"By the time I could come police had cordoned off the roads and people were being taken to hospitals. I parked my car and walked to the gate. I am really terrified and hope none of my friends have been injured in the incident."
   
Another lawyer said the gate where the blast happened is one of the most crowded gates at the High Court premises and it was the "peak hour" at the court.
   
"This is the time when hundreds of people come here for making passes to enter the High Court. I was 200 metres away when the blast took place," he said.

"I heard a deafening sound and what happened later was quite devastating," Ajay Aggarwal, a lawyer and an eyewitness, said.
   
R P Luthra, another lawyer, who helped police personnel take out the injured from the spot, termed the scene as "horrific".
   
Man with briefcase seen outside court


"One person clad in a white shirt came with a briefcase and stood in the queue after which a bomb exploded within seconds."
   
This is what Mahender, an eye-witness who had come to the High Court for a hearing, claimed after a powerful bomb exploded outside the Delhi High Court in which 11 people were killed and over 90 injured.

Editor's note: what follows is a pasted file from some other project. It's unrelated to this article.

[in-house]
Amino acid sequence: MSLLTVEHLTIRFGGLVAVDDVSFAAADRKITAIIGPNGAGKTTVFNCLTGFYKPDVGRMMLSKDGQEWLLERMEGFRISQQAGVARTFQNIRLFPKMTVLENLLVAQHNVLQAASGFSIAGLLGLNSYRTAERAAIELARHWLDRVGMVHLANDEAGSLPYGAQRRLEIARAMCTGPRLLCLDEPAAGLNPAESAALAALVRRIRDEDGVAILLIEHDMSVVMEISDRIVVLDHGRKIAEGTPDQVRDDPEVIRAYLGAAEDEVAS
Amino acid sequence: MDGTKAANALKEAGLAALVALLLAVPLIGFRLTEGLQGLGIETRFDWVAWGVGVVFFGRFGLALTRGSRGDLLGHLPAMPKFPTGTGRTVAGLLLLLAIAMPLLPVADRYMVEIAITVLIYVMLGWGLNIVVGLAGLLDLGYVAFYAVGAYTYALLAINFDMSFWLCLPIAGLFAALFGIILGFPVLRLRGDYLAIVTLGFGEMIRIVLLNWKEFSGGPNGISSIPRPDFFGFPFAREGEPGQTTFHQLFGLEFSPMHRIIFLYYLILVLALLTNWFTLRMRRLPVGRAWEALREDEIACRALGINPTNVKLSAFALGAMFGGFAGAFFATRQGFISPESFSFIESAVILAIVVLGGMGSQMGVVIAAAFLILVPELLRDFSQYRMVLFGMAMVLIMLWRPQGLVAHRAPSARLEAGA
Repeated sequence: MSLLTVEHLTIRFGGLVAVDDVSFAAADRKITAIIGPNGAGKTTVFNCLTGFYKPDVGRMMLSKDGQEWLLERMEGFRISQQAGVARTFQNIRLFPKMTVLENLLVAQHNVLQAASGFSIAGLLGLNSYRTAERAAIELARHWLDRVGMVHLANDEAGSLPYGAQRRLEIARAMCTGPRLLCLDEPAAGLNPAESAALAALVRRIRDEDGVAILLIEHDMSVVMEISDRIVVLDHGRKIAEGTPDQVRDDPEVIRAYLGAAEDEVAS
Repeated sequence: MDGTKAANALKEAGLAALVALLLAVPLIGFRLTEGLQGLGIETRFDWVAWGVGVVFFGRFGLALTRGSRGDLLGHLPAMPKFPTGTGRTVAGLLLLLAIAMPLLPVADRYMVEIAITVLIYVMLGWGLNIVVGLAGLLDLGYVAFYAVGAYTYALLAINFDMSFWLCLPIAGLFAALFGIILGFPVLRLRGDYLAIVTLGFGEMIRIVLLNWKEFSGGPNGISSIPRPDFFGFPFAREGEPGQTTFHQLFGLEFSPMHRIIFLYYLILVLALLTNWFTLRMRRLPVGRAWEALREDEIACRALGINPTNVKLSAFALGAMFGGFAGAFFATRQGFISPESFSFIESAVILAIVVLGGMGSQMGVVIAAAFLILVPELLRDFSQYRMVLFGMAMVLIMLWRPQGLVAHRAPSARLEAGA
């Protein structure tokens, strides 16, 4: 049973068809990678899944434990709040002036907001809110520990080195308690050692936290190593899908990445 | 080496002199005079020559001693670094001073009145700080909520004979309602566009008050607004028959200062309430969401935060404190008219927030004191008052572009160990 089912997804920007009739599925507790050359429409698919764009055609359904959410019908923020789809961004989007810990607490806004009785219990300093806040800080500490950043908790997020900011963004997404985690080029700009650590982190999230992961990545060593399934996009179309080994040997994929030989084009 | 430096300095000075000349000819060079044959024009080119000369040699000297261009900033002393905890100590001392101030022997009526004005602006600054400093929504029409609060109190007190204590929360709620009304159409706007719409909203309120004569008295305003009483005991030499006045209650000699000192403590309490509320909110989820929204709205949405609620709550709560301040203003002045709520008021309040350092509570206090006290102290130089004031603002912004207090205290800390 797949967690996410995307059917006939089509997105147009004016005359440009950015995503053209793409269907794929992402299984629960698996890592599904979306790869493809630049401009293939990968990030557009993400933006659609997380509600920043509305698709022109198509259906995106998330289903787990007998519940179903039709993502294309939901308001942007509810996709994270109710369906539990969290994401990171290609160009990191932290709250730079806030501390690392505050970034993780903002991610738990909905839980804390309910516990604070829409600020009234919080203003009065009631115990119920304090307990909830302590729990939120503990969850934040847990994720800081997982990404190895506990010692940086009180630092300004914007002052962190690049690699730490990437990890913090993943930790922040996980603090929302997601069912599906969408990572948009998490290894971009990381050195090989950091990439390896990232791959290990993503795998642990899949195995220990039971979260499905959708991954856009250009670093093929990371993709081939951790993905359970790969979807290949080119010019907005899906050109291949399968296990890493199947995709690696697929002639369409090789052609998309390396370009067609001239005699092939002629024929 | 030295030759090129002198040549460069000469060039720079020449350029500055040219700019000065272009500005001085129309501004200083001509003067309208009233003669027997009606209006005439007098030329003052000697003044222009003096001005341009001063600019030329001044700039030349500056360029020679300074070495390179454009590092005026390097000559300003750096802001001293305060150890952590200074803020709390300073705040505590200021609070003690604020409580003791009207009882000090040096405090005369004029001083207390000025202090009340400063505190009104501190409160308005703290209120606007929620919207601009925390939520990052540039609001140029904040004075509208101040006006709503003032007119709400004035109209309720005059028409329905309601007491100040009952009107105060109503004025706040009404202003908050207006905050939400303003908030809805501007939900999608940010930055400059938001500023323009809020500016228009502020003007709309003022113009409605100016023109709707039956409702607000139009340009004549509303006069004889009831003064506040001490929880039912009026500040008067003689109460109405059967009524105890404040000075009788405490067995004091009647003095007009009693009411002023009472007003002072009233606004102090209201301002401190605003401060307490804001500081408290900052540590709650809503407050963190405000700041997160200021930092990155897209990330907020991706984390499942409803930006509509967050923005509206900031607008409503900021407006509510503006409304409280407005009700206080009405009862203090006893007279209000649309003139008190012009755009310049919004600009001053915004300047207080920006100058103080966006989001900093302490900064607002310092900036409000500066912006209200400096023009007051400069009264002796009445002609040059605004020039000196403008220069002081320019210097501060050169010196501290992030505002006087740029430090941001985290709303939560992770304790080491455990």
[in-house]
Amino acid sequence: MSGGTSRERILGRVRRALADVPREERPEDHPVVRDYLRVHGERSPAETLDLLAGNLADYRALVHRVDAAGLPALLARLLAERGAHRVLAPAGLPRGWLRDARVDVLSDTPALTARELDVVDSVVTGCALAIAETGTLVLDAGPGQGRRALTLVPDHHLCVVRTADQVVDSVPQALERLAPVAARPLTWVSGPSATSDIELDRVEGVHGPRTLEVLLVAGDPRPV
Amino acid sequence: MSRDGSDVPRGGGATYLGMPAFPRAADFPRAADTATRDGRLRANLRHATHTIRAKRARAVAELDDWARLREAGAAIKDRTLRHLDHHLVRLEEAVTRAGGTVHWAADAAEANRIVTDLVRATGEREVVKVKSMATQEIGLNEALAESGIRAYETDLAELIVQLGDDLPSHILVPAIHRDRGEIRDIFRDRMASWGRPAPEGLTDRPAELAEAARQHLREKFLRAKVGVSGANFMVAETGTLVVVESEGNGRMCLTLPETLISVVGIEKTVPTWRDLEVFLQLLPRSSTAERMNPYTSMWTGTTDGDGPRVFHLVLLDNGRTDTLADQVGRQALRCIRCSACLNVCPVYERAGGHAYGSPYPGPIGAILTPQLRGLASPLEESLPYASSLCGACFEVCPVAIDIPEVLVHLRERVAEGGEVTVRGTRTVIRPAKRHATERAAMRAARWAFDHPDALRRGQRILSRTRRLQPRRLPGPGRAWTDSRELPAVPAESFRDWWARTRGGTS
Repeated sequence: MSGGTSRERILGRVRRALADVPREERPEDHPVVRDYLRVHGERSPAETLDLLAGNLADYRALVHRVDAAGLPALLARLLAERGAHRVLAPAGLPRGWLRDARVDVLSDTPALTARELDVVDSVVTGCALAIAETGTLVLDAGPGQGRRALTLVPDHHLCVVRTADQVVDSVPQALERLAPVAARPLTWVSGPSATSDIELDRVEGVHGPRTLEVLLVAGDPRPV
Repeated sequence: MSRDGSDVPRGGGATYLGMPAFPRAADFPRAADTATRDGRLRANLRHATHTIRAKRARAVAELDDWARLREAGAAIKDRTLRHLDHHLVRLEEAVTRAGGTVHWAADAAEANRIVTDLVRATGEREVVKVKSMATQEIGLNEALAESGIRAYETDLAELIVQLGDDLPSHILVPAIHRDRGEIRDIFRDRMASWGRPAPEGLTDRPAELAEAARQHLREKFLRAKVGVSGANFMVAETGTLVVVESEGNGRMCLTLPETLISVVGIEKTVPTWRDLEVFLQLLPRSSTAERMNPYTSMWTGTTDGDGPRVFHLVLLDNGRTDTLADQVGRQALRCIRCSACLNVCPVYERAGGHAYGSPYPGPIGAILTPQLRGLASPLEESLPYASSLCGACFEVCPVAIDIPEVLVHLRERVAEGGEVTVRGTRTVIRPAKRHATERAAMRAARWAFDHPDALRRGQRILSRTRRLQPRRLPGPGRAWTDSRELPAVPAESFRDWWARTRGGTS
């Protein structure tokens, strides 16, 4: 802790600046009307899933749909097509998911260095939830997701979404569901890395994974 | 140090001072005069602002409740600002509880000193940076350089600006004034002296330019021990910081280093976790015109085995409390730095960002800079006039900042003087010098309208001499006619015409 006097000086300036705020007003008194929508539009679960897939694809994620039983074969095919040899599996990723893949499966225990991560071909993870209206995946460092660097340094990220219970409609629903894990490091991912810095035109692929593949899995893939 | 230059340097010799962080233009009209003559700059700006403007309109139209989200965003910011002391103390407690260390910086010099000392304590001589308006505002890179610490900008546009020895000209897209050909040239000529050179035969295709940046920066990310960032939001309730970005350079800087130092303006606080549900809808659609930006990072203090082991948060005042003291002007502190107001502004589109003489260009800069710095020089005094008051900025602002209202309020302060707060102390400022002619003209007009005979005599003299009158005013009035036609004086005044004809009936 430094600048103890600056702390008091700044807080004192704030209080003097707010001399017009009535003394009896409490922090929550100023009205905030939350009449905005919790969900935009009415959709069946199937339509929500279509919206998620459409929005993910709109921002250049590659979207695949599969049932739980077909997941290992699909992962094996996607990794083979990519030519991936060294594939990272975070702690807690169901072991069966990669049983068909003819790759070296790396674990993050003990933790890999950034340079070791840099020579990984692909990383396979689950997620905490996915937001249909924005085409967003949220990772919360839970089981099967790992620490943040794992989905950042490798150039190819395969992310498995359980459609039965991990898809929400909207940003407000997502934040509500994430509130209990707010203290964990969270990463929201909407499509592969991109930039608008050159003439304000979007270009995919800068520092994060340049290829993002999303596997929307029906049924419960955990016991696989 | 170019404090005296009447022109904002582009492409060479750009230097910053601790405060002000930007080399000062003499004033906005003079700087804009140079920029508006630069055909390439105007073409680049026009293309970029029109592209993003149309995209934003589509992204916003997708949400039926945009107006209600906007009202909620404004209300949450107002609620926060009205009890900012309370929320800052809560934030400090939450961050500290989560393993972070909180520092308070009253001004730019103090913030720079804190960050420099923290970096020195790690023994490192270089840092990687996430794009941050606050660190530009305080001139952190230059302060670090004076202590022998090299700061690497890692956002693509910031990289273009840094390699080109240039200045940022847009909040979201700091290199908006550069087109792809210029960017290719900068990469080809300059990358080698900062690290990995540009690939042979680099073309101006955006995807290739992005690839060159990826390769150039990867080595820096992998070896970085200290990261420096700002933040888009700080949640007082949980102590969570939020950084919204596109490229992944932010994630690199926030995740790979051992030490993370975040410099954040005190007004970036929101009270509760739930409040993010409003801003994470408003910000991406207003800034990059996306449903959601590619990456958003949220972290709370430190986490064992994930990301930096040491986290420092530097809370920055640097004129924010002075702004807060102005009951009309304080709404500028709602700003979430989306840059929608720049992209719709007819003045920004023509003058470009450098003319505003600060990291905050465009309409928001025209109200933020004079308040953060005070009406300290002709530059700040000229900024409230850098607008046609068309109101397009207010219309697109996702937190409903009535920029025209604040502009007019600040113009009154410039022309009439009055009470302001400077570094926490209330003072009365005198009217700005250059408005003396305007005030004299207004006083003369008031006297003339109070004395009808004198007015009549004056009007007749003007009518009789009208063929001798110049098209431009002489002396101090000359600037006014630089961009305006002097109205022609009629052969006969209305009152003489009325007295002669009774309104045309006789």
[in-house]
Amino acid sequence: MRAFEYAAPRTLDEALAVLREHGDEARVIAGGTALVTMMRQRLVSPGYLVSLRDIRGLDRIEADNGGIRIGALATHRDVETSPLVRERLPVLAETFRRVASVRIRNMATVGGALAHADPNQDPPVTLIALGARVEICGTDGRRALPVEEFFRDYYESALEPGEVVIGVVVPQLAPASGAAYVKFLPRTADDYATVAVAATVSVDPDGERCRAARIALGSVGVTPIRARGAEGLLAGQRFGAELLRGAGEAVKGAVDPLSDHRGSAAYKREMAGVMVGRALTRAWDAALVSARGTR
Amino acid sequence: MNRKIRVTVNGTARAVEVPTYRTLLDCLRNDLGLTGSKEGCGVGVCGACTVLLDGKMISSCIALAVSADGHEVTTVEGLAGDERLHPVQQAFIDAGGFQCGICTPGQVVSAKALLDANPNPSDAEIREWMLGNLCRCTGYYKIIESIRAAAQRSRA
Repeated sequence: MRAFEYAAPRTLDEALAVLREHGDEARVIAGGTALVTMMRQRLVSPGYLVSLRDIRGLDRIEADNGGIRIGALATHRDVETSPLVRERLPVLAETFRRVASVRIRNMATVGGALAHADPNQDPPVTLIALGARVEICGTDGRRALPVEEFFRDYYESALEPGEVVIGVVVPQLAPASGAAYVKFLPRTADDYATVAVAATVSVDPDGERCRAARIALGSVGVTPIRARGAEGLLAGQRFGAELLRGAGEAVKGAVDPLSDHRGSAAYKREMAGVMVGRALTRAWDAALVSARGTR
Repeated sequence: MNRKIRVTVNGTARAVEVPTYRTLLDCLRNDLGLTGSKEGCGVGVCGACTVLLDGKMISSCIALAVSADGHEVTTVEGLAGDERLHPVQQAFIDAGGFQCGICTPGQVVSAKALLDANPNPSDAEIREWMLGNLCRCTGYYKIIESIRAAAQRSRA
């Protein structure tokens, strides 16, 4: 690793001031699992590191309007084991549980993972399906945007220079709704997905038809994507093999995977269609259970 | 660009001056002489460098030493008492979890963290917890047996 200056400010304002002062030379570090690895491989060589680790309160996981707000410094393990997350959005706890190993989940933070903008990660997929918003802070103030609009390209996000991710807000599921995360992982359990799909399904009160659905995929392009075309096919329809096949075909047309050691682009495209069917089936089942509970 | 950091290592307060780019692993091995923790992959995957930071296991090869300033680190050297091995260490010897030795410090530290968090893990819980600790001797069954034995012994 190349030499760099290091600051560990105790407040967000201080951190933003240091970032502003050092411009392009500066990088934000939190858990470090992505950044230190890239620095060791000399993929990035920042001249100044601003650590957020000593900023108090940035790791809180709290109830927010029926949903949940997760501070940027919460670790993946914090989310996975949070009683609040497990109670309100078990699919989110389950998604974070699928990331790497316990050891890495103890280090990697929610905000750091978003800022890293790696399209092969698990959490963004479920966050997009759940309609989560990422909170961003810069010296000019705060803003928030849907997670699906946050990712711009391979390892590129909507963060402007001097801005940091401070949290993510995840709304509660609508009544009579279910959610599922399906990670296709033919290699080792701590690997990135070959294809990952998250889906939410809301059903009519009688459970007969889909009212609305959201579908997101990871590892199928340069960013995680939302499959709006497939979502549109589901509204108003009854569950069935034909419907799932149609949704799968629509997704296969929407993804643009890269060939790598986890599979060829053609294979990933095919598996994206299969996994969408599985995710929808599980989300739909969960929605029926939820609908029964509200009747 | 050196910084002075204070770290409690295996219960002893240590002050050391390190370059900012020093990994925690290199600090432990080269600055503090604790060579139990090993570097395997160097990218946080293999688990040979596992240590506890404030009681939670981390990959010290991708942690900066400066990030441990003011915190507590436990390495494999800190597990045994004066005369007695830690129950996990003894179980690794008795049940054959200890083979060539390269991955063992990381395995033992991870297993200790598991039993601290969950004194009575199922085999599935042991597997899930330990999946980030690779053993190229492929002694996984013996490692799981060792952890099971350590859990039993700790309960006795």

The explosive device was suspected to have been kept in a briefcase outside the High Court.
   
"When I was standing in the line along with my friend, one person came in a white shirt with a briefcase in his hand and within seconds there was a blast. I could not see anything," Mahender said.

He said he sat on the floor after the blast took place only to see the person who was accompanying him was injured.

Compensation announced for victims


Meanwhile, Delhi Government announced a compensation of Rs 4 lakh to the next of the kin of those killed in the blast outside the Delhi High Court while those permanently incapacitated will get Rs 2 lakh.

Those seriously injured in the blast will get Rs one lakh while in case of any death of minor, the family will get Rs 1.5 lakh. People who received minor injuries in the blast will be given Rs 10,000.

The compensation was announced after Chief Minister Sheila Dikshit visited the injured at the RML hospital.

Terming the incident as "very tragic", Dikshit said Delhi Government will provide all possible support to victims of the blast. "It is a very unfortunate incident. It is a very tragic incident. So many people were killed and injured," she said.

Asked whether Delhi Police should be blamed for the blast, she said the probe ordered by Home Minister P Chidambaram will look into all aspects.
   
She directed the hospital administration to provide "best treatment" to the injured.
   
Dikshit also directed the health department to provide best medical care to all those admitted in Safdurjung and other hospitals.

(Agencies)